Federal Reserve May Raise Interest Rates Next Year

The Federal Reserve is not ready to take its foot off the accelerator pedal. That could change soon.

The latest: If the economic recovery continues to progress as expected, the Fed “believes that a moderation in the pace of asset purchases may soon be justified,” according to its policy update released Wednesday.

The announcement raises the prospect of an announcement in November that it will ease $ 120 billion in monthly bond purchases, reports my CNN Business colleague Anneken Tappe.

Investors have prepared for this possibility. More surprising was the indication that the Fed could raise interest rates as early as next year, according to updated projections. Previous forecasts predicted an increase in 2023.

This could, however, depend on the trajectory of the economic recovery. The Fed, incorporating the effects of the Delta variant into its projections, now expects weaker economic growth for 2021, with production up 5.9%, compared to the 7% it forecast in June. However, the growth rate for 2022 has been revised upwards to 3.8% from 3.3%.

Look at this space: Other policymakers aren’t waiting for the Fed to make a move. On Thursday, Norway’s central bank raised its key rate from 0% to 0.25%.

“A normalizing economy now suggests that it is appropriate to begin a gradual normalization of the policy rate,” Governor Oystein Olsen said in a statement.

The Bank of England, for its part, is not budging for the moment. The central bank kept its key rate at 0.1% on Thursday, although two members voted to stop bond buying.

Is the real estate market starting to look more normal?

Outside of China, the housing market is on fire, with soaring prices preventing many first-time buyers. Finally, it may cool down.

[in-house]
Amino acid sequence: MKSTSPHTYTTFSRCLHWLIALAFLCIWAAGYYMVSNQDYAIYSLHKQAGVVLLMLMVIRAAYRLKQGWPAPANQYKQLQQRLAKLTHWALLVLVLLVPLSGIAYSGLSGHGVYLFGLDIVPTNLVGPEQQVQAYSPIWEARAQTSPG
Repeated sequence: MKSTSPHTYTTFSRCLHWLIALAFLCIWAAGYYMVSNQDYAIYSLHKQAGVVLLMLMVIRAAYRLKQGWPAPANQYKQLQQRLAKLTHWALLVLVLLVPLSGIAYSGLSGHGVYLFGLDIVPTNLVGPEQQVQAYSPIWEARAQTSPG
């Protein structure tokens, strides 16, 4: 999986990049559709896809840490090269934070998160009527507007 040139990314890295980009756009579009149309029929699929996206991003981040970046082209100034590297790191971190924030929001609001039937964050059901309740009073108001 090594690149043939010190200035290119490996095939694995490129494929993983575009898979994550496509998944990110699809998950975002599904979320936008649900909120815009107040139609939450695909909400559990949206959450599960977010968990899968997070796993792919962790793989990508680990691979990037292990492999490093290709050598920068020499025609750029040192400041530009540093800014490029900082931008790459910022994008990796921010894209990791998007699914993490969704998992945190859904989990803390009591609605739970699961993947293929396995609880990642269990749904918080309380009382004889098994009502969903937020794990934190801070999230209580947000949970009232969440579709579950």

Details, Details: US home sales fell in August, both from July and from a year ago, breaking two straight months of increases, according to the National Association of Realtors.

The surge in house prices has been fueled by pent-up demand from potential buyers that has built up during closings and the lifestyle changes people made during the pandemic, as interest rates remained very high. low, reports my CNN Business colleague Anna Bahney.

But now the effects of these trends are fading.

“The housing sector is clearly taking hold,” said Lawrence Yun, chief economist at NAR. “Home sales are trying to get back to a normal level after the strong increase we experienced last year.”

Sales of existing homes, including single-family homes, townhouses, condominiums and co-ops, fell 2% in August from July and 1.5% from a year ago, according to The report.

And yet: 2021 year-to-date sales are 16% higher than 2020 and up 12% from 2019. And prices continue to rise thanks to low inventories. The median home price in August was $ 356,700, up 14.9% from a year ago, marking 114 consecutive months of year-over-year home price increases.


Darden and Rite Aid restaurants publish their results before the US markets open. Costco and Nike follow after the close.

Also today: The initial US jobless claims for last week at 8:30 a.m. ET.

Coming tomorrow: US new home sales data for August.

– Laura He contributed to the report.